There appeared to be no support for the proposal recommended by the Planning Board and approved by the Board of Finance – to sell the Haig Avenue structure to a developer to build four housing units with the proviso that the historic stone façade be preserved.
Craig, and others, said they don’t care if the 1931 building comes down. They would rather that single-family zoning holds up.
“Knock it down and build two single-family homes,” Craig said. “Do the right thing. Preserve the neighborhood.”
He and others said they think creating a multi-family building on Haig Avenue will open the door to doing it elsewhere in Springdale, even though Simmons’ office has said the zoning change that would allow four units in the old police headquarters would apply only to historic structures.
“It will start with four, and then it will be more. No! It’s a single-family neighborhood,” a woman said. “No offense, mayor, but would you want four apartments next door to you down in Shippan? I don’t think so.”
Residents said they are concerned about not just the old police headquarters site but two city properties nearby – a deteriorating basketball court at Haig and Crestview avenues, and the town yard on Haig Avenue.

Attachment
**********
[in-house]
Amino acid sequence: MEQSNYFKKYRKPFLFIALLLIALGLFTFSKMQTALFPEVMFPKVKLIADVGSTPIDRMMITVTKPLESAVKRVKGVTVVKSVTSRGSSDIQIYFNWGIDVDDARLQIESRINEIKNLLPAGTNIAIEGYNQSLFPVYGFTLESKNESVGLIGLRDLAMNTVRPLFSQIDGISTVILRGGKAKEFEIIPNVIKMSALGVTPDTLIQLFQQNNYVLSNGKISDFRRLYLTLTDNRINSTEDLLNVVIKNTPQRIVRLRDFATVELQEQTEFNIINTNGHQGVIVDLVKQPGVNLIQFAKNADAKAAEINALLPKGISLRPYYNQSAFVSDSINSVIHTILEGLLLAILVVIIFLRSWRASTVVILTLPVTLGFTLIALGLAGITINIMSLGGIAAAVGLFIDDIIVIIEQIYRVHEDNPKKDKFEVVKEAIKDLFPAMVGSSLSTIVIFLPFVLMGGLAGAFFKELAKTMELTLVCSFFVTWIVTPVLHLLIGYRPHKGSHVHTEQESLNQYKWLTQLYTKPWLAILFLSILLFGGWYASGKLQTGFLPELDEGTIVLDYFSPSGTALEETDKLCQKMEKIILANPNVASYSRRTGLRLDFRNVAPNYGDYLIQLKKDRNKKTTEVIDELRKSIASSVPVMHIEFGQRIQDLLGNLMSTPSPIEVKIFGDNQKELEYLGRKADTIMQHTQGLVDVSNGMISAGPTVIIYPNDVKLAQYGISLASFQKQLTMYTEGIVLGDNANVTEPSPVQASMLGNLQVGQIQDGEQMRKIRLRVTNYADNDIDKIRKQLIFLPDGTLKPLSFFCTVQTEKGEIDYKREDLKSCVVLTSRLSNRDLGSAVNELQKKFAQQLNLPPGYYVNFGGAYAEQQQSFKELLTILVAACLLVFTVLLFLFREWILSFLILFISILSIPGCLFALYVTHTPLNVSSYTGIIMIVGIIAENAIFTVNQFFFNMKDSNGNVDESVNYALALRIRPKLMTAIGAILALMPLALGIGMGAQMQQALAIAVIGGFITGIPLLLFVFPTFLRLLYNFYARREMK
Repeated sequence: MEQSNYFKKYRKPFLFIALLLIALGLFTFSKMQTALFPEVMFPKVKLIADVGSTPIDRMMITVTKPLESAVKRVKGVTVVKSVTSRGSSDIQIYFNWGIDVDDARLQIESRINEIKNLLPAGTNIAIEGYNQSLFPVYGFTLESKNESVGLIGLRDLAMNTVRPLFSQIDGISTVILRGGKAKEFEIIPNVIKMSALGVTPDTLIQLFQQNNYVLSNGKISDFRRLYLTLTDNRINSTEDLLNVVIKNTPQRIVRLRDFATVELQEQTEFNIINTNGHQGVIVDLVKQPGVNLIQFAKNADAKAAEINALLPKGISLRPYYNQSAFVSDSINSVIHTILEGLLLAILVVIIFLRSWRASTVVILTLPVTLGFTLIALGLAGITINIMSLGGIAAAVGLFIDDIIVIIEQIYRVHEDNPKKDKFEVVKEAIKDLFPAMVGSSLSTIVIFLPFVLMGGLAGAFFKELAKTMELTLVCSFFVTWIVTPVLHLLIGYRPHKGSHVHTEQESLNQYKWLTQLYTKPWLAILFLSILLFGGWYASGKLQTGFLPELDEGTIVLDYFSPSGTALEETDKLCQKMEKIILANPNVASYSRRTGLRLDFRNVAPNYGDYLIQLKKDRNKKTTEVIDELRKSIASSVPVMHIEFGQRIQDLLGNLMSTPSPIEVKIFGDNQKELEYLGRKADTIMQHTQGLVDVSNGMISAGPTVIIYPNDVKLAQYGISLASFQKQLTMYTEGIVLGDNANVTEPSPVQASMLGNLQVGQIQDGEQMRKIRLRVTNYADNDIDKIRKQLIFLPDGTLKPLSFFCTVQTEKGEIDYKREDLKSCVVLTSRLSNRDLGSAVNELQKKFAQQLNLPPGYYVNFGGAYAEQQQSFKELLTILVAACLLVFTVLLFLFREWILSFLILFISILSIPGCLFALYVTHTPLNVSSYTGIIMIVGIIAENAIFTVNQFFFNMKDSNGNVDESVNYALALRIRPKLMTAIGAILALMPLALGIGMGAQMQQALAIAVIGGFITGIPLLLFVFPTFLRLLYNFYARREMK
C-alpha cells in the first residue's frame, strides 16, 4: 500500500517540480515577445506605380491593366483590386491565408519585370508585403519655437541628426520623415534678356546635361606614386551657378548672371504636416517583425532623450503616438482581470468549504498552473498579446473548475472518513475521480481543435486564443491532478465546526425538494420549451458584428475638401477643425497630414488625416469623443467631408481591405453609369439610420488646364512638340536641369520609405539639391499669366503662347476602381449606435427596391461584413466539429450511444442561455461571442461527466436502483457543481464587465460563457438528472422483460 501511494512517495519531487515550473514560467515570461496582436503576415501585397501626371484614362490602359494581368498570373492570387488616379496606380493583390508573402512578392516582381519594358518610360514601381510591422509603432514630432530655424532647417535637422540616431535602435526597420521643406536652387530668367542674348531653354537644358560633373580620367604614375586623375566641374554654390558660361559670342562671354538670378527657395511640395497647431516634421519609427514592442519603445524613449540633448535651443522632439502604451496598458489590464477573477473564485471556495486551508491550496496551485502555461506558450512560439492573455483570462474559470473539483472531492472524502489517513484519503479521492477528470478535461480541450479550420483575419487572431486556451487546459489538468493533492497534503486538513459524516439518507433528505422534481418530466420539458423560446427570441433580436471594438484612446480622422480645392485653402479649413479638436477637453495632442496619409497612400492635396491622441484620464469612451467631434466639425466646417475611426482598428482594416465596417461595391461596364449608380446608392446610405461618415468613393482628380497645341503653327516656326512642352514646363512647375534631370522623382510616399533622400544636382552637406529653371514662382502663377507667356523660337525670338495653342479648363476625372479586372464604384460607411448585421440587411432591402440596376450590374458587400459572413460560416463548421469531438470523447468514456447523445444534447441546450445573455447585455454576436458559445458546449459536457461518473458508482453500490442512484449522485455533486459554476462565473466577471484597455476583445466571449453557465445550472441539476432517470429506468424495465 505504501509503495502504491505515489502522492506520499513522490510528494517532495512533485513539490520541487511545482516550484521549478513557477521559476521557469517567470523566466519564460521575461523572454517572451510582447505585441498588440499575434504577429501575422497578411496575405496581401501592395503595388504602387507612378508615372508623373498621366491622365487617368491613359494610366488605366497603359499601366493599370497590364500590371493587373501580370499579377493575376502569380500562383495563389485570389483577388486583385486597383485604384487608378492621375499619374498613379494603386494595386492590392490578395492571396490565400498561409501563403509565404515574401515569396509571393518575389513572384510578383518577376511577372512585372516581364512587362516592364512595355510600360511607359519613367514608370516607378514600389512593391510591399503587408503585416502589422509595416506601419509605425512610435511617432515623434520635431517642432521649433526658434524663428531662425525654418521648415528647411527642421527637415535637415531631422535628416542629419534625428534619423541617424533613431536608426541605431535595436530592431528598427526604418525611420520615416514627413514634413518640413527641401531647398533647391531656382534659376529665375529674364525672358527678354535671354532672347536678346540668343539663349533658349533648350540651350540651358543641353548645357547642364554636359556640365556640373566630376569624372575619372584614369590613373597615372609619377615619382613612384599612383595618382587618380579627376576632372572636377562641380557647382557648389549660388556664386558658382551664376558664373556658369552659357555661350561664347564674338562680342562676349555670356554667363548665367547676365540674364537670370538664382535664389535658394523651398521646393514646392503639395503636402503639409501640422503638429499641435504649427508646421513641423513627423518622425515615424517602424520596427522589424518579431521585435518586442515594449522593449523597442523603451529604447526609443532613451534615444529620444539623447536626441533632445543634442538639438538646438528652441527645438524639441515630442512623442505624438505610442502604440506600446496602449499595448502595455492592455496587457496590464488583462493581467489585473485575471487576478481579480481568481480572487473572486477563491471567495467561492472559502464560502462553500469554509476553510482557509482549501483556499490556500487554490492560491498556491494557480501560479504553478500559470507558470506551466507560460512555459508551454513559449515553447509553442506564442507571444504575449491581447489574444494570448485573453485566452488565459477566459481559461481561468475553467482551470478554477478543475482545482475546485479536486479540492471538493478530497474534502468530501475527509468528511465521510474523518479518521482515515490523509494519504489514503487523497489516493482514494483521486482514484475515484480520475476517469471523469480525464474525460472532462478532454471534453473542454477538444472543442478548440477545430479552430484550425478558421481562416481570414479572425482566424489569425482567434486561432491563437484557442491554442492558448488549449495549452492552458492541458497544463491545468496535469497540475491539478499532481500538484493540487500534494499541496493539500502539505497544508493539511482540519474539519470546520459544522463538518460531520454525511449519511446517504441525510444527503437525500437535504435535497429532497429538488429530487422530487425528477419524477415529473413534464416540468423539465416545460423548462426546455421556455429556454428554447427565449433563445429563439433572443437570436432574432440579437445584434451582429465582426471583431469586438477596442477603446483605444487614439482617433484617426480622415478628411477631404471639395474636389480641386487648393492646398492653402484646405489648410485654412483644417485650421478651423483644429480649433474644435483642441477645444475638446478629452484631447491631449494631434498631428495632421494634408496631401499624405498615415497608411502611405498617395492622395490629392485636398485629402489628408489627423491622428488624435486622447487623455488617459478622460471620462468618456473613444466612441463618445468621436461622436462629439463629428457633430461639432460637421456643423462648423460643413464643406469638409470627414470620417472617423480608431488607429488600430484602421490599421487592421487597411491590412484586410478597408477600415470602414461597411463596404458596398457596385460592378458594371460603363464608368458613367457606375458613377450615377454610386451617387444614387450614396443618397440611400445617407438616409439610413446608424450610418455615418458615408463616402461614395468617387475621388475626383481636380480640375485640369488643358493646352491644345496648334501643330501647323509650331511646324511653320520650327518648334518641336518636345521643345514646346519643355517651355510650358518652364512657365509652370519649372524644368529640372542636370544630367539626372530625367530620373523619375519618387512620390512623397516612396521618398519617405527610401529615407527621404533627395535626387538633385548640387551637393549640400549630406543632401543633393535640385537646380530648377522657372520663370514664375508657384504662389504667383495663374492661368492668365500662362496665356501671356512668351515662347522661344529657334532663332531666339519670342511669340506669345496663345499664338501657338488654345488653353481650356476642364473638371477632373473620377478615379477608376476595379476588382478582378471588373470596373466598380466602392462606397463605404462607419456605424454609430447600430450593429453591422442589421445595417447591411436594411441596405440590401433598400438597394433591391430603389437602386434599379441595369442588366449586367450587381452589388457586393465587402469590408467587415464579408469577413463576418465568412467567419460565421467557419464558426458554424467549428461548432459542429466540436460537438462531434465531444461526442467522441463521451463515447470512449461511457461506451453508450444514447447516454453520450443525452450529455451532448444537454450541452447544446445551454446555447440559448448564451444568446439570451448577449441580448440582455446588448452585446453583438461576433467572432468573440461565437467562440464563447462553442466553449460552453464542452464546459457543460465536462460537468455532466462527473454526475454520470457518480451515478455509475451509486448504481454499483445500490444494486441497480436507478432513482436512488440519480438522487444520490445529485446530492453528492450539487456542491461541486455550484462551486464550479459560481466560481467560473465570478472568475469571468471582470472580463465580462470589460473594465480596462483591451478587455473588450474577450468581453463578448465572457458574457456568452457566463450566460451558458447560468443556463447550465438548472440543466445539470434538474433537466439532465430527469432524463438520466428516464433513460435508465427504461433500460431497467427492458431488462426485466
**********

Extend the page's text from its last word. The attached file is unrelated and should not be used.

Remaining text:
“It’s all going to be developed at some point,” a man called out. “We all know that.”
Residents pay a high price for living in single-family zones, and the city must respect that, a woman said.
“We have an 1,800-square-foot house with no basement and an unfinished walk-up attic. We have an acre and a third, but the acre is not usable,” said the woman, who lives near the police building. “We pay $11,000 a year in taxes. That’s a lot of money for land we can’t use.”
Springdale resident Mark Dolan said he strived to achieve his dream of a single-family home.